Available jobs in Barnes County are out there for the taking, according to Bobbie Miller, customer service manager of Job Services North Dakota of Valley City.
“Just as of right now there are about 150 listings within Barnes County for a variety of jobs,” she said. “There are plenty of opportunities here in North Dakota for graduates.”
In Barnes County over the past 12 months, nearly 250 jobs have become available, according to the April Job Service North Dakota report.
The job market here has influenced those coming from out of state for college to stay here in North Dakota for employment, said Marcia Foss, director of career services and internships at VCSU.
“Traditionally we have a lot of students from North Dakota who stay here for work after graduation, but there are pockets of out-of-state students, many from Minnesota, who we have been really proud to see remaining in our state to find work,” she said.
One of those out-of-staters is senior business administration major Travis Pierce, who is originally from Alaska. Pierce, who spent three days a week at an internship in Fargo this semester, said he began his job search in January.
“There have been some ups and downs in the process, but overall it’s been going pretty well,” he said.
Pierce said he has had job offers in the western part of the state, but due to the housing shortage he has decided to limit his search to areas in the east.
“I’m looking at opportunities in Fargo a lot more now because there seems to be good potential there and the housing situation appears to be much better,” he said.
A closer look
As for specifically what jobs are currently popular, Foss said she has been amazed at the demand for teachers.
“Right now I am seeing a lot of school districts in western North Dakota really looking hard for teachers for next year, which is unusual to be taking place this early in the process,” she said.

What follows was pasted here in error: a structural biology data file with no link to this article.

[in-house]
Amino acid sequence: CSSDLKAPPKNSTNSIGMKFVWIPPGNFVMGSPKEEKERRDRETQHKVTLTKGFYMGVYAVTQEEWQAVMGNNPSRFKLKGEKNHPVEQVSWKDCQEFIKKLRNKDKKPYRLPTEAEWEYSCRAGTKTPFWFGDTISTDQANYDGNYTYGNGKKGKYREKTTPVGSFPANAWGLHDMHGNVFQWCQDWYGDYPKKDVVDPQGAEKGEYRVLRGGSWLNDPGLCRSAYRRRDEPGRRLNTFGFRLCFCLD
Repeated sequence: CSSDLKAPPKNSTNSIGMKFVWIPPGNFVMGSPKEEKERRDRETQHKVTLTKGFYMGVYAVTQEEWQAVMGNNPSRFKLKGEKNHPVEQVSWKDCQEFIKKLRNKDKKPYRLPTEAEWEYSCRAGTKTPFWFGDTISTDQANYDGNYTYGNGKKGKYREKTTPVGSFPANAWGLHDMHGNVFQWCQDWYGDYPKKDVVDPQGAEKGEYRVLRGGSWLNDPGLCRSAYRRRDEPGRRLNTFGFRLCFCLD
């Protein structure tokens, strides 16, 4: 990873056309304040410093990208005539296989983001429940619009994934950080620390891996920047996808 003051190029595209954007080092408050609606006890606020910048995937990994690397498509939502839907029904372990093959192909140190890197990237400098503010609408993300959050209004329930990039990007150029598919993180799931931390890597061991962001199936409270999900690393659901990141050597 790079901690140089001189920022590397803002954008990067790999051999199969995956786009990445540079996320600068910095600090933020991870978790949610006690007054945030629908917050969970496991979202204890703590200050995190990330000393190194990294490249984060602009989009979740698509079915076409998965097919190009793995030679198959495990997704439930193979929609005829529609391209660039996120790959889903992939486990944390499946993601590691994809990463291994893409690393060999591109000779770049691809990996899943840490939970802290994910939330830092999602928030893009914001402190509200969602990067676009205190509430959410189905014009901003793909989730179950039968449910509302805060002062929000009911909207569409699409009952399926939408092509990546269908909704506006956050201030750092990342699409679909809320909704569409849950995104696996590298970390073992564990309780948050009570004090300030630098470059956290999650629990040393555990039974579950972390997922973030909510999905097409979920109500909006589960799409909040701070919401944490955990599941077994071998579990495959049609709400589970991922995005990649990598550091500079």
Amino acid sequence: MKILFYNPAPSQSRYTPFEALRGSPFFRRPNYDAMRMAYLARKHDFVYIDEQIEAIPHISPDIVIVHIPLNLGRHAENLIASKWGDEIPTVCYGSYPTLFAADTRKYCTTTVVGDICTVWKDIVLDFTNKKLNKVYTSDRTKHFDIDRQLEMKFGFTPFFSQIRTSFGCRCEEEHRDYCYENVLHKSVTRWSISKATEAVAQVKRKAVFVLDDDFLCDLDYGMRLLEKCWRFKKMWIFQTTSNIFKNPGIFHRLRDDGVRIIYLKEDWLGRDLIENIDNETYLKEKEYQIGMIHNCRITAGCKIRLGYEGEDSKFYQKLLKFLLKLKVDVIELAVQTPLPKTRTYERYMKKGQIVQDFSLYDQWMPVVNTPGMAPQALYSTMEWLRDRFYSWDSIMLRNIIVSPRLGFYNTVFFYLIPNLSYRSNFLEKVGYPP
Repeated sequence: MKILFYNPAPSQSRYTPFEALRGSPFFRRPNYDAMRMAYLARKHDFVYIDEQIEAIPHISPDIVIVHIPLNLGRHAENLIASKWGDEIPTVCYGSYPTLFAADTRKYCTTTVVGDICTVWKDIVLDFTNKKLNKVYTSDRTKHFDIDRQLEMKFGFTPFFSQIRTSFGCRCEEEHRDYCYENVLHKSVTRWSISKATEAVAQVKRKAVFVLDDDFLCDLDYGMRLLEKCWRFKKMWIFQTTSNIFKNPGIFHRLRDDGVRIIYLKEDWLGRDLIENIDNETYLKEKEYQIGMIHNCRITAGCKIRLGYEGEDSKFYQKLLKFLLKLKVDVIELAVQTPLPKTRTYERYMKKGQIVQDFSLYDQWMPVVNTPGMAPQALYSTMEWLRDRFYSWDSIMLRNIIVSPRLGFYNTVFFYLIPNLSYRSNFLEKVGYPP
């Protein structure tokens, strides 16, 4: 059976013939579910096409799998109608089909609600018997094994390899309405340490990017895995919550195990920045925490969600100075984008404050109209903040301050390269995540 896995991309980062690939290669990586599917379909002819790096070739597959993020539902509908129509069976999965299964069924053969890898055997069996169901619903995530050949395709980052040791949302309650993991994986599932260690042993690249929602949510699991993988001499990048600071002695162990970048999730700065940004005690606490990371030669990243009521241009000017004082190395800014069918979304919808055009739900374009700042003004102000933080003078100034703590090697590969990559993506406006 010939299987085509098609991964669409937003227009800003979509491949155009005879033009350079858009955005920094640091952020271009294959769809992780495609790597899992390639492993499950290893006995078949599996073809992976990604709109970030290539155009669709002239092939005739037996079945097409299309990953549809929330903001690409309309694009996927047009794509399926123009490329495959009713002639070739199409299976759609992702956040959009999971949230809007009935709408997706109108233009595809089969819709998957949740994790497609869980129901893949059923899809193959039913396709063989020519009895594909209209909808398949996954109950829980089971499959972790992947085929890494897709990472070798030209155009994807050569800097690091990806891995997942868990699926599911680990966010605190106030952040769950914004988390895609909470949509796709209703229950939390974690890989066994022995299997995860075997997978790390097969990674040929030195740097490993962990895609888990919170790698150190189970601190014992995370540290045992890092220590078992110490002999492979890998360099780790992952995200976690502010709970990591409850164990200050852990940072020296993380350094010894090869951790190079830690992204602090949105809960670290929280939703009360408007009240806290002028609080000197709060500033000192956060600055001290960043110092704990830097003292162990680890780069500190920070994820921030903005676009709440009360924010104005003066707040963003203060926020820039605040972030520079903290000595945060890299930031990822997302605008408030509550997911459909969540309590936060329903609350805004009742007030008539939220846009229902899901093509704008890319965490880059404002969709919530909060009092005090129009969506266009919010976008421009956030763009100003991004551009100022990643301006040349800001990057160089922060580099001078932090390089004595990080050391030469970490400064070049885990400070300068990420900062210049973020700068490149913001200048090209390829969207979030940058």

VCSU typically awards about half of its degrees to education majors, Foss said.
“I’m not sure if they’re losing teachers because of the oil industry or what exactly is taking place out there, but these are some competitive salaries that are being offered for those teaching jobs,” she said.
Salaries are often a driver for the type of work graduates seek out, Bossert said, but added that it will be important for graduates to be realistic about the kind of salary they can expect at their first job.
“Not everybody starts at $50,000 per year,” he said. “That’s why we try to stress to people about really studying labor market information and knowing the wages for certain jobs.”
When asked about advice for these JC and VCSU graduates, Bossert, Foss and Miller offered up the following:
*Bossert — “Match up the skills you have to the jobs you are applying for. That’s what makes you stand out.”
*Foss — “Be open to some things you haven’t thought about — perhaps a company or a location that never entered your mind. Keep your options open because you don’t know where that first job is going to lead you.”
*Miller —“Market yourself by using all of your online resources and posting your résumé in as many places as you can. You have to be able to market yourself.”
Sun reporter Brian Willhide can be reached at 701-952-8454 or by email at firstname.lastname@example.org